Social Ecologist Profile: Mark Restall of London, England





Please introduce yourself (What kind of work you do, Where you live, etc.)

Somehow – I blame the inescapable tyranny of linear time – I appear to have reached the age of 38. For the last 10 or so years I’ve lived in London. For the moment I can’t imagine living anywhere else (though I did fall in love with New York a few years back).

To pay the rent I freelance as a trainer/consultant on volunteer management, working with voluntary and public sector bodies to improve the way they recruit, work with and treat volunteers. I share a house with 3 humans and one cat, Rosa. Owning Rosa is as close I’ve I’ve ever gotten to adult responsibilities.

I fill my time with shouting in anger at radio phone-ins, finding new music genres to obsess over and reading and writing fiction. And drinking.

This is straying dangerously close to personal ad territory…

How did you become introduced to the ideas of social ecology? How do you define social ecology when asked about it?

I have a feeling I first saw the name Murray Bookchin when I was about 17 and exploring anarchism/libertarian socialism. I read some of his work when I was at University, though from memory this would have been some of his better known pamphlets/articles from the late 60s/70s rather than anything substantial, so I didn’t have an overview of social ecology until much later when I started reading some of his longer works. But anyway, who (of a libertarian socialist bent) wouldn’t enjoy reading Listen Marxist! for the first time? Having chosen a fairly radical degree (Peace Studies) my dissertation supervisor was an admirer of Bookchin, so his name and the vague knowledge that there was a broad concept of social ecology out there was firmly planted in my mind, even if it took a while to percolate through.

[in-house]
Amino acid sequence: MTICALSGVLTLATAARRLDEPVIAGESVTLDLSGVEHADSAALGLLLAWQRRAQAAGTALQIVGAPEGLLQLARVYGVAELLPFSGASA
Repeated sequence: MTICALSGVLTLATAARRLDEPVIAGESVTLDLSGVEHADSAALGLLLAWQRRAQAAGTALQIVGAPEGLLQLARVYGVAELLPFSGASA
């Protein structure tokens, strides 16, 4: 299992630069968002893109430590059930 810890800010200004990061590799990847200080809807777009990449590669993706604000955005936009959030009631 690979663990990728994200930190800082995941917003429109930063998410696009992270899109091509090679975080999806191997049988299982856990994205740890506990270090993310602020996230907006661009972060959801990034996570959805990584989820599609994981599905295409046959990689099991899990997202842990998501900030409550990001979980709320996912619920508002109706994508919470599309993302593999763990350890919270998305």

It was much later (maybe 10 years ago) that I started reading works such as The Ecology of Freedom. At the time I was quite disillusioned with much of the ‘anarchist’ movement (or at least the more visible aspects of it) in this country, so it felt good to find something coherent and along the lines I viewed things. And of course the critique of individualist and primitivist currents (what I think of as ‘anarchyism’) warmed my heart. I had spent some lost years in the ‘anti-capitalist’ movement, Reclaim the Streets and that type of thing. It seemed exciting and relevant at the time, though like many graduates of the movement I’m quite critical of it now.